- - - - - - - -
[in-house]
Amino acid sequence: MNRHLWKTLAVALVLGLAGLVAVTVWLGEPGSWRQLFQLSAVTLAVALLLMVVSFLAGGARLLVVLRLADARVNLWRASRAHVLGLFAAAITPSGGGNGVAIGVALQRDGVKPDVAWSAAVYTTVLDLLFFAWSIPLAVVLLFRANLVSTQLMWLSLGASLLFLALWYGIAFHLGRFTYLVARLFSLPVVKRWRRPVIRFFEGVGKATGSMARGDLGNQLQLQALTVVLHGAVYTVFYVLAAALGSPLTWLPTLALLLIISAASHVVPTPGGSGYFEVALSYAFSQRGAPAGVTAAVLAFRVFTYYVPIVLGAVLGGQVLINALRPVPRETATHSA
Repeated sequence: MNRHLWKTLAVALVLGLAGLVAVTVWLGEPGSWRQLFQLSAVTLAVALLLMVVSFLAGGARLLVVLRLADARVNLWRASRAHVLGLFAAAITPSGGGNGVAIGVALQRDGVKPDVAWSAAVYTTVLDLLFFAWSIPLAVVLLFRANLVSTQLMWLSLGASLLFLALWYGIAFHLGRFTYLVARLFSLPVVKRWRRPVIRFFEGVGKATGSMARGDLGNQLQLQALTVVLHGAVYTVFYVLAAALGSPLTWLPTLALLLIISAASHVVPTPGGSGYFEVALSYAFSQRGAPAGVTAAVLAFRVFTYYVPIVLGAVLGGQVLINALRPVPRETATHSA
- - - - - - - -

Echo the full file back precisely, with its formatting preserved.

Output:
[in-house]
Amino acid sequence: MNRHLWKTLAVALVLGLAGLVAVTVWLGEPGSWRQLFQLSAVTLAVALLLMVVSFLAGGARLLVVLRLADARVNLWRASRAHVLGLFAAAITPSGGGNGVAIGVALQRDGVKPDVAWSAAVYTTVLDLLFFAWSIPLAVVLLFRANLVSTQLMWLSLGASLLFLALWYGIAFHLGRFTYLVARLFSLPVVKRWRRPVIRFFEGVGKATGSMARGDLGNQLQLQALTVVLHGAVYTVFYVLAAALGSPLTWLPTLALLLIISAASHVVPTPGGSGYFEVALSYAFSQRGAPAGVTAAVLAFRVFTYYVPIVLGAVLGGQVLINALRPVPRETATHSA
Repeated sequence: MNRHLWKTLAVALVLGLAGLVAVTVWLGEPGSWRQLFQLSAVTLAVALLLMVVSFLAGGARLLVVLRLADARVNLWRASRAHVLGLFAAAITPSGGGNGVAIGVALQRDGVKPDVAWSAAVYTTVLDLLFFAWSIPLAVVLLFRANLVSTQLMWLSLGASLLFLALWYGIAFHLGRFTYLVARLFSLPVVKRWRRPVIRFFEGVGKATGSMARGDLGNQLQLQALTVVLHGAVYTVFYVLAAALGSPLTWLPTLALLLIISAASHVVPTPGGSGYFEVALSYAFSQRGAPAGVTAAVLAFRVFTYYVPIVLGAVLGGQVLINALRPVPRETATHSA